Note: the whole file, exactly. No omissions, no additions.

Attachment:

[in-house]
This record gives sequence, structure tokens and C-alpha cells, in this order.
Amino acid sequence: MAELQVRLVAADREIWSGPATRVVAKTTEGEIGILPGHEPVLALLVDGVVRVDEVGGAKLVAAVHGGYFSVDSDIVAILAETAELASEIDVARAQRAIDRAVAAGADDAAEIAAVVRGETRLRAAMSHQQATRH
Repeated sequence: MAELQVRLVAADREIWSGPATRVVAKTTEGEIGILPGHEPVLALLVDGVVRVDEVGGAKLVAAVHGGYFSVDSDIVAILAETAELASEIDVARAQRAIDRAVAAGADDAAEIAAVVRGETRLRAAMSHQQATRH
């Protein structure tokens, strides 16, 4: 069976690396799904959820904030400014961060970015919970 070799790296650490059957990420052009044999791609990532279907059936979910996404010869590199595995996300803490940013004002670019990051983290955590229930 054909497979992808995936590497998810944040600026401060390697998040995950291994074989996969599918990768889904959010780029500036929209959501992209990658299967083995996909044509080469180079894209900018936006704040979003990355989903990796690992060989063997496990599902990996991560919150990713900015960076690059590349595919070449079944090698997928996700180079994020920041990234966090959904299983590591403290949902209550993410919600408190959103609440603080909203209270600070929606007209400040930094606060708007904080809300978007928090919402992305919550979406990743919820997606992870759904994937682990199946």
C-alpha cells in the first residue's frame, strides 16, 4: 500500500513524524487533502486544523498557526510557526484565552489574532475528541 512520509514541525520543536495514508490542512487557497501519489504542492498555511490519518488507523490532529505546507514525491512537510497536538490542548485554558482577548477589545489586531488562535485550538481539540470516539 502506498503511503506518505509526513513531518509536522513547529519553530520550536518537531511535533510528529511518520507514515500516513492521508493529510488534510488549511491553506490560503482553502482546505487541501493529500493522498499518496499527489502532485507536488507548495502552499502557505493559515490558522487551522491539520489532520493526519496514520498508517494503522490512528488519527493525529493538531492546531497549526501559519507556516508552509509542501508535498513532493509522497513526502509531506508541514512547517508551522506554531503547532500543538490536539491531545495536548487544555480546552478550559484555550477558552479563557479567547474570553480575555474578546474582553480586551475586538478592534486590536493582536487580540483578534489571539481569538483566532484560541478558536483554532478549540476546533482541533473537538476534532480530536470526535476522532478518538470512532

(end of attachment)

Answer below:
[in-house]
This record gives sequence, structure tokens and C-alpha cells, in this order.
Amino acid sequence: MAELQVRLVAADREIWSGPATRVVAKTTEGEIGILPGHEPVLALLVDGVVRVDEVGGAKLVAAVHGGYFSVDSDIVAILAETAELASEIDVARAQRAIDRAVAAGADDAAEIAAVVRGETRLRAAMSHQQATRH
Repeated sequence: MAELQVRLVAADREIWSGPATRVVAKTTEGEIGILPGHEPVLALLVDGVVRVDEVGGAKLVAAVHGGYFSVDSDIVAILAETAELASEIDVARAQRAIDRAVAAGADDAAEIAAVVRGETRLRAAMSHQQATRH
């Protein structure tokens, strides 16, 4: 069976690396799904959820904030400014961060970015919970 070799790296650490059957990420052009044999791609990532279907059936979910996404010869590199595995996300803490940013004002670019990051983290955590229930 054909497979992808995936590497998810944040600026401060390697998040995950291994074989996969599918990768889904959010780029500036929209959501992209990658299967083995996909044509080469180079894209900018936006704040979003990355989903990796690992060989063997496990599902990996991560919150990713900015960076690059590349595919070449079944090698997928996700180079994020920041990234966090959904299983590591403290949902209550993410919600408190959103609440603080909203209270600070929606007209400040930094606060708007904080809300978007928090919402992305919550979406990743919820997606992870759904994937682990199946």
C-alpha cells in the first residue's frame, strides 16, 4: 500500500513524524487533502486544523498557526510557526484565552489574532475528541 512520509514541525520543536495514508490542512487557497501519489504542492498555511490519518488507523490532529505546507514525491512537510497536538490542548485554558482577548477589545489586531488562535485550538481539540470516539 502506498503511503506518505509526513513531518509536522513547529519553530520550536518537531511535533510528529511518520507514515500516513492521508493529510488534510488549511491553506490560503482553502482546505487541501493529500493522498499518496499527489502532485507536488507548495502552499502557505493559515490558522487551522491539520489532520493526519496514520498508517494503522490512528488519527493525529493538531492546531497549526501559519507556516508552509509542501508535498513532493509522497513526502509531506508541514512547517508551522506554531503547532500543538490536539491531545495536548487544555480546552478550559484555550477558552479563557479567547474570553480575555474578546474582553480586551475586538478592534486590536493582536487580540483578534489571539481569538483566532484560541478558536483554532478549540476546533482541533473537538476534532480530536470526535476522532478518538470512532